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Study: High Imprisonment Rates Don't Reduce Drug Use

High rates of imprisonment for drug offenses do not reduce drug use, according to findings in a new study by the Pew Charitable Trust.

The organization conducted an analysis of incarceration rates across different jurisdictions, Pew reported.

The rate of drug-offender imprisonment in Louisiana was more than seven times higher than it was in Massachusetts in 2014, but it did not result in fewer drug arrests or overdose deaths. Louisiana was in the middle of the 50 states when it came to rates of drug use, arrests and opioid deaths.

The finding was true across various demographics, including education, employment, race and household income.

"There seems to be this assumption that tough penalties will send a stronger message and deter people from involvement with drugs," Adam Gelb, director of Pew's Public Safety Performance Project, told NBC News. "This is not borne out by the data."

A commission headed by Chris Christie has been established to determine the Trump administration's policy towards drug offenses and the opioid crisis. It held its first public meeting June 16.

More than 50,000 people died from opioid use in 2016.

In May, Attorney General Jeff Sessions issued a memo to prosecutors calling on them to pursue the strictest sentences possible for drug offenses. His memo overturned a policy implemented under the Obama administration, which granted judges discretion to impose lighter sentences on some drug users.

The attorney general argued that if sentences were to be reduced, Congress should adopt such measures rather than the executive branch introducing them unilaterally.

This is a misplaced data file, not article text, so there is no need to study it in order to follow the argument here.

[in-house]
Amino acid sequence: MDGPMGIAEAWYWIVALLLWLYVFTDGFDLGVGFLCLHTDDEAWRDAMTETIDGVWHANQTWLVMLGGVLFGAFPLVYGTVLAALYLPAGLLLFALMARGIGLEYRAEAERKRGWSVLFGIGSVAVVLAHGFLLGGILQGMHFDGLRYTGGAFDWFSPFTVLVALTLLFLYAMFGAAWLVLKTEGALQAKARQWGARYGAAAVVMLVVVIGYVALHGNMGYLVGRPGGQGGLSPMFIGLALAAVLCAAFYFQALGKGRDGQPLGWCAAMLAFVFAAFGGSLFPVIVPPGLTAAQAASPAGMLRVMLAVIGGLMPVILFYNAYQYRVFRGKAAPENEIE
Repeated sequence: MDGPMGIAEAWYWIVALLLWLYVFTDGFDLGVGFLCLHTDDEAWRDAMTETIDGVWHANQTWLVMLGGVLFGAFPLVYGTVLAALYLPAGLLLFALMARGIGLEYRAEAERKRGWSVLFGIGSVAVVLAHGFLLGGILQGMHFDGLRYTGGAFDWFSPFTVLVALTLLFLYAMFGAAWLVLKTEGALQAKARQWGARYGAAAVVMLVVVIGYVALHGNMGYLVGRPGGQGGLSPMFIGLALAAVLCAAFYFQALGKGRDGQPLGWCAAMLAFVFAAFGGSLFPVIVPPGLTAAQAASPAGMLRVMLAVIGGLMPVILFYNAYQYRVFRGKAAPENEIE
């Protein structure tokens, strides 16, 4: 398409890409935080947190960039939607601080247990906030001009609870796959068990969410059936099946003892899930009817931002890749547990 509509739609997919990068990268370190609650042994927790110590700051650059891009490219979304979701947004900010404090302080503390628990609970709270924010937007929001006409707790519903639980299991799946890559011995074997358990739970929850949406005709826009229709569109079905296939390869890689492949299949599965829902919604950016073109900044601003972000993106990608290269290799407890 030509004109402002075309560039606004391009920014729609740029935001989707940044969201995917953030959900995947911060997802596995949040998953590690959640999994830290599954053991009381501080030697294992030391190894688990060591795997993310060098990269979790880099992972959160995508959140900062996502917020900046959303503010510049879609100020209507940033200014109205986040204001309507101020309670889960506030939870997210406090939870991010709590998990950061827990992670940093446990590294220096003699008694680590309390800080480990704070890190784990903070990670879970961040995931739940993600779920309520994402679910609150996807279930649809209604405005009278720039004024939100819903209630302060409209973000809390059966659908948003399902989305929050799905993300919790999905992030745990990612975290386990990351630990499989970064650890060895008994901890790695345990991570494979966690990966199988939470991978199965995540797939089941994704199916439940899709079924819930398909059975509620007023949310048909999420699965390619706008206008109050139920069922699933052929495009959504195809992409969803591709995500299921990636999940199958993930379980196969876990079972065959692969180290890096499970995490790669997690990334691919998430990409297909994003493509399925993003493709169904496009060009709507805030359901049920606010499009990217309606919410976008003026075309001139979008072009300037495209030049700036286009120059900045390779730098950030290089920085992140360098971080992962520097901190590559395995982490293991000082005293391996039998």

"This policy affirms our responsibility to enforce the law, is moral and just, and produces consistency," Sessions wrote in the memo, according to Politico. "This policy fully utilizes the tools Congress has given us."

Sessions maintained that stricter sentencing would help resolve the drug problem.

"It is a big, critical part of it," Sessions said at a conference on addiction in West Virginia, where he criticized "the pro-drug crowd." "We're on a bad trend right now. We've got too much complacency about drugs. Too much talk about recreational drugs."

Gelb hopes the Pew data will change policymakers' minds on the issue.

"This is fresh data that should inform the important conversation happening in Washington and around the country about what the most effective strategies are for combating the rise in opioid addiction and other substance abuse," he told NBC.

Sources: Pew Charitable Trust, NBC News, Politico / Photo credit: Federal Bureau of Investigation/Wikimedia Commons

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